FHA Clamping Down On New Mortgages

The Federal Housing Administration told lenders this month it would begin flagging more loans as high risk. Those mortgages, many of which are extended to borrowers with low credit scores and high loan payments relative to their incomes, will now go through a more rigorous manual underwriting process, the FHA said.
FHA-backed borrowers are a critical buyer universe for home builders, especially those builders whose products and communities serve the needs of rising rent refugees, and would-be homeowners who can't access decent options in an existing home marketplace that offers very little at the low end of the price continuum.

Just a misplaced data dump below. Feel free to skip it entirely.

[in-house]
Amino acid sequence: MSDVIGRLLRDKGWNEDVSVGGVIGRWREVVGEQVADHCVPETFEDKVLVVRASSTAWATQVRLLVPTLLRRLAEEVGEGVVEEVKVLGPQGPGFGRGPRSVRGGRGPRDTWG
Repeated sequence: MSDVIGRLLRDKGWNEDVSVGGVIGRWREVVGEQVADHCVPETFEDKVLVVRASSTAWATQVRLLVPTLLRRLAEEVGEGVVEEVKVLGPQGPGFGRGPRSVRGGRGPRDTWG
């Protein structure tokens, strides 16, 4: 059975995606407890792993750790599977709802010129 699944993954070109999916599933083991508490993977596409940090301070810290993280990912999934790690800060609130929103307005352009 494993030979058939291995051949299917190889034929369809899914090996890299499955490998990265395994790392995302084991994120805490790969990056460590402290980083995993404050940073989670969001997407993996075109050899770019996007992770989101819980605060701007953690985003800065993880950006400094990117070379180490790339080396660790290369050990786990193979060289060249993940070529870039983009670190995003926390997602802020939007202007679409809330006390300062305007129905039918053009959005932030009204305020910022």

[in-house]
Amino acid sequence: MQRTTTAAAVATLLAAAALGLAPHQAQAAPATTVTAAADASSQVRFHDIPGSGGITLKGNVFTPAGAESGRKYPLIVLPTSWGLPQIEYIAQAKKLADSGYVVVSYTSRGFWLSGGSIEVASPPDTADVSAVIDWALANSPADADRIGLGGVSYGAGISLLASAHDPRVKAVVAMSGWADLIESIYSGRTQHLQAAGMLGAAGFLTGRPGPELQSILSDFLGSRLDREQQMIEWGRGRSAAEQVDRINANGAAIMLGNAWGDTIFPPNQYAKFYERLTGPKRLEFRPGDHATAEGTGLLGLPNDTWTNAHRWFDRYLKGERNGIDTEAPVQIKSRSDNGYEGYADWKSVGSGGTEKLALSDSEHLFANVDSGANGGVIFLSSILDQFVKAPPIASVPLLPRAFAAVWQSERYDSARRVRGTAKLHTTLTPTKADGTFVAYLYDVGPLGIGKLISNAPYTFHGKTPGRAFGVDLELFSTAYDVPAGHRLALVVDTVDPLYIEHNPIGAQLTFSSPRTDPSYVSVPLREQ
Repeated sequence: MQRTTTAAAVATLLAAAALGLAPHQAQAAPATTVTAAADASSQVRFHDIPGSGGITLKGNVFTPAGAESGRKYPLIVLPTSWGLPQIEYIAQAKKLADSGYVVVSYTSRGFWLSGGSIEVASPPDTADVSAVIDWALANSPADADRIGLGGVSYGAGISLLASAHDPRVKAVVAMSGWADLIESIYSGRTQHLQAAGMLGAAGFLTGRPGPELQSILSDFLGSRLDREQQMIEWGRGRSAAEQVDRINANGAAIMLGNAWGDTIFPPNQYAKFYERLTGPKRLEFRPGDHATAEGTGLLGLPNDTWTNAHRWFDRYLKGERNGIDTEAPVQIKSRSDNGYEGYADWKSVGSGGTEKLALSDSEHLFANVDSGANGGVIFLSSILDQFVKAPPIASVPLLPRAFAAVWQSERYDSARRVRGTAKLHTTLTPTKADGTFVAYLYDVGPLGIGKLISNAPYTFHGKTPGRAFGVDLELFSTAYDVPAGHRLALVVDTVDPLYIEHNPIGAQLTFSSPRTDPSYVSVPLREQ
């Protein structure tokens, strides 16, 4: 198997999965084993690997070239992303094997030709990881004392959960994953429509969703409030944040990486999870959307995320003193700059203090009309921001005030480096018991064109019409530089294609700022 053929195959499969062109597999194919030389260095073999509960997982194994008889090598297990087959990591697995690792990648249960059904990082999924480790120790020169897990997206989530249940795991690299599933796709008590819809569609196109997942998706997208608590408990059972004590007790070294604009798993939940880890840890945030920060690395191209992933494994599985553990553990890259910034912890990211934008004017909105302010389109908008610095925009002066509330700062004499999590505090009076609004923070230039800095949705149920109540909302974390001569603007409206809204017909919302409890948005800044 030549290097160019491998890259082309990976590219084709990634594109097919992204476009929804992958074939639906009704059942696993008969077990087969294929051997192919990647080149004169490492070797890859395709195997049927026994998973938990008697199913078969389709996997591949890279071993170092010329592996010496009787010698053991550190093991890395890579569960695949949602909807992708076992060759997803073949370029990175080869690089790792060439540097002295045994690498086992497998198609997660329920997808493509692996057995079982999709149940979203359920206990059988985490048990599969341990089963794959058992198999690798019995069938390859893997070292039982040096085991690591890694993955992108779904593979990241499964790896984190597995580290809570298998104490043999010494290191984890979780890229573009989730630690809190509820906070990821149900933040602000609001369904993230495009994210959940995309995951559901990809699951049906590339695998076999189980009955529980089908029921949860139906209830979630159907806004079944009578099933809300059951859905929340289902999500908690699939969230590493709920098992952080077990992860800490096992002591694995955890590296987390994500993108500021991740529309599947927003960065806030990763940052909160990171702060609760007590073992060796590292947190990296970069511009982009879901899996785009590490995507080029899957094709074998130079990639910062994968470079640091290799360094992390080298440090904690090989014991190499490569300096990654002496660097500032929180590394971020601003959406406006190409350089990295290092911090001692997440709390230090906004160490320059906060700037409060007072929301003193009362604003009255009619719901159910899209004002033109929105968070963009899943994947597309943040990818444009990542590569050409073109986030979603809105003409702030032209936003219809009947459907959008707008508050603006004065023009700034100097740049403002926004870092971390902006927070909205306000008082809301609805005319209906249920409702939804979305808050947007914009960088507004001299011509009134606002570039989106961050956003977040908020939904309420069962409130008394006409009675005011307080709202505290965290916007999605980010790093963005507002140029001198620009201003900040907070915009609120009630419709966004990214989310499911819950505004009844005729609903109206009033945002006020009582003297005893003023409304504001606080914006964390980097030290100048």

The FHA's chief risk officer Keith Becker, the WSJ reports, estimates that as many as 40,000 or 50,000 potential borrowers--4% to 5% of FHA-insured mortgages--will be "affected" as the agency tightens lending standards via its Total Mortgage Scorecard to reduce exposure to failed loans.
This new Total Mortgage Scorecard algorithm will likely delay or disqualify some percentage of buyers and borrowers who fit higher-risk profiles and yet represent a solid, performing loan. That may not add up to a massive population of new-home buyers at the entry-level, but every little bit helps, or hurts.

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